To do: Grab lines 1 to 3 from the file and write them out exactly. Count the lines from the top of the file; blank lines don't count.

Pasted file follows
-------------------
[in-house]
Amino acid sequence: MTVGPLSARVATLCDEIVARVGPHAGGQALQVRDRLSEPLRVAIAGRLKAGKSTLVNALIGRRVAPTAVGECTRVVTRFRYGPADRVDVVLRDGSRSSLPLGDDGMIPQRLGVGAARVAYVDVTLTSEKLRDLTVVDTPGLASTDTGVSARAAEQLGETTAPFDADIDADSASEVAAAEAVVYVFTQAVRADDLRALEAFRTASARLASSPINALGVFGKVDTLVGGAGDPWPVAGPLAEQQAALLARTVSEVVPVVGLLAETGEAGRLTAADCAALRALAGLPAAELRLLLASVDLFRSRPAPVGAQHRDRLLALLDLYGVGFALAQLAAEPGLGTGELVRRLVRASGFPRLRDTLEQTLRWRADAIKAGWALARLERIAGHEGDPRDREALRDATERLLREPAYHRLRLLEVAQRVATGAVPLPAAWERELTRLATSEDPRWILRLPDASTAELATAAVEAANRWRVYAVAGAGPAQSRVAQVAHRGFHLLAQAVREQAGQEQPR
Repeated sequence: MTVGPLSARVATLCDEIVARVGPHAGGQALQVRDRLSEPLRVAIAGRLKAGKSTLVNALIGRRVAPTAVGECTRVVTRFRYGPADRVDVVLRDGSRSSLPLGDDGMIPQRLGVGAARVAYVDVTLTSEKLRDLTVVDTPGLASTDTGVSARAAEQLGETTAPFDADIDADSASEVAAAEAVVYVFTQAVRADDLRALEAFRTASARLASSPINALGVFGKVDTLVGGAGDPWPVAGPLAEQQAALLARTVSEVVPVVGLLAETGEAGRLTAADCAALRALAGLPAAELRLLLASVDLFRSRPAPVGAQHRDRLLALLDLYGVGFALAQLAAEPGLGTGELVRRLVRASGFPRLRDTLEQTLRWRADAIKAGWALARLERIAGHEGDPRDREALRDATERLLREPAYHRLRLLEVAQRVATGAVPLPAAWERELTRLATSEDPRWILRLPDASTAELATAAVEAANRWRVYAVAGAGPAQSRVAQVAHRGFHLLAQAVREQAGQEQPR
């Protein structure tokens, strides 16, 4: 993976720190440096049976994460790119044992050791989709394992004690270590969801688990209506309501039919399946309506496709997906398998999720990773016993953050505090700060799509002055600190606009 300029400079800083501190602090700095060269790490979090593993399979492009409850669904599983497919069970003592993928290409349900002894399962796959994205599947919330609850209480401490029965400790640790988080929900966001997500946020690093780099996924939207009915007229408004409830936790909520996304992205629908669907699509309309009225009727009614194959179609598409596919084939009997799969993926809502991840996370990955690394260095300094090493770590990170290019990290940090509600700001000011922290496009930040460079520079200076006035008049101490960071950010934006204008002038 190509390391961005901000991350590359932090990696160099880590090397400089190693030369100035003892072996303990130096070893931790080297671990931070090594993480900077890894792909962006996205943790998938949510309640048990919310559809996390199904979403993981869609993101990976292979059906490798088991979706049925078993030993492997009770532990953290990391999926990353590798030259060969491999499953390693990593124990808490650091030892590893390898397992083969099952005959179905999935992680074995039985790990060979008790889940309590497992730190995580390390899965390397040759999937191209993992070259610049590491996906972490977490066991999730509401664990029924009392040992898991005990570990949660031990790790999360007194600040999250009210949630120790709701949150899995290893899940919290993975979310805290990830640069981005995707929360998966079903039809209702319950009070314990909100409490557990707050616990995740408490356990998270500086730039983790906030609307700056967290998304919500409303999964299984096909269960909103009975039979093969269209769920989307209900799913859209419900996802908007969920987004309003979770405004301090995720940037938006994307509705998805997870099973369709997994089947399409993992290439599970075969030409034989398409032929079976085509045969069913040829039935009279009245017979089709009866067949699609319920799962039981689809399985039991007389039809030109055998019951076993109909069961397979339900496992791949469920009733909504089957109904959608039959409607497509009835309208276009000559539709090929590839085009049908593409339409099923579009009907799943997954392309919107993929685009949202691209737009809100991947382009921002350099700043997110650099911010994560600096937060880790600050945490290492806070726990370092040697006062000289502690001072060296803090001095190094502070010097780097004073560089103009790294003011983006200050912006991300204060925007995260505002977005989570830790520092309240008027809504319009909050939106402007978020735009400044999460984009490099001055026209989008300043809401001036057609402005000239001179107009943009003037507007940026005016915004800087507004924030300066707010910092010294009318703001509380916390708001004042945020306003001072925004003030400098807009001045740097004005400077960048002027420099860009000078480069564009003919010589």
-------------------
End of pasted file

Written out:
[in-house]
Amino acid sequence: MTVGPLSARVATLCDEIVARVGPHAGGQALQVRDRLSEPLRVAIAGRLKAGKSTLVNALIGRRVAPTAVGECTRVVTRFRYGPADRVDVVLRDGSRSSLPLGDDGMIPQRLGVGAARVAYVDVTLTSEKLRDLTVVDTPGLASTDTGVSARAAEQLGETTAPFDADIDADSASEVAAAEAVVYVFTQAVRADDLRALEAFRTASARLASSPINALGVFGKVDTLVGGAGDPWPVAGPLAEQQAALLARTVSEVVPVVGLLAETGEAGRLTAADCAALRALAGLPAAELRLLLASVDLFRSRPAPVGAQHRDRLLALLDLYGVGFALAQLAAEPGLGTGELVRRLVRASGFPRLRDTLEQTLRWRADAIKAGWALARLERIAGHEGDPRDREALRDATERLLREPAYHRLRLLEVAQRVATGAVPLPAAWERELTRLATSEDPRWILRLPDASTAELATAAVEAANRWRVYAVAGAGPAQSRVAQVAHRGFHLLAQAVREQAGQEQPR
Repeated sequence: MTVGPLSARVATLCDEIVARVGPHAGGQALQVRDRLSEPLRVAIAGRLKAGKSTLVNALIGRRVAPTAVGECTRVVTRFRYGPADRVDVVLRDGSRSSLPLGDDGMIPQRLGVGAARVAYVDVTLTSEKLRDLTVVDTPGLASTDTGVSARAAEQLGETTAPFDADIDADSASEVAAAEAVVYVFTQAVRADDLRALEAFRTASARLASSPINALGVFGKVDTLVGGAGDPWPVAGPLAEQQAALLARTVSEVVPVVGLLAETGEAGRLTAADCAALRALAGLPAAELRLLLASVDLFRSRPAPVGAQHRDRLLALLDLYGVGFALAQLAAEPGLGTGELVRRLVRASGFPRLRDTLEQTLRWRADAIKAGWALARLERIAGHEGDPRDREALRDATERLLREPAYHRLRLLEVAQRVATGAVPLPAAWERELTRLATSEDPRWILRLPDASTAELATAAVEAANRWRVYAVAGAGPAQSRVAQVAHRGFHLLAQAVREQAGQEQPR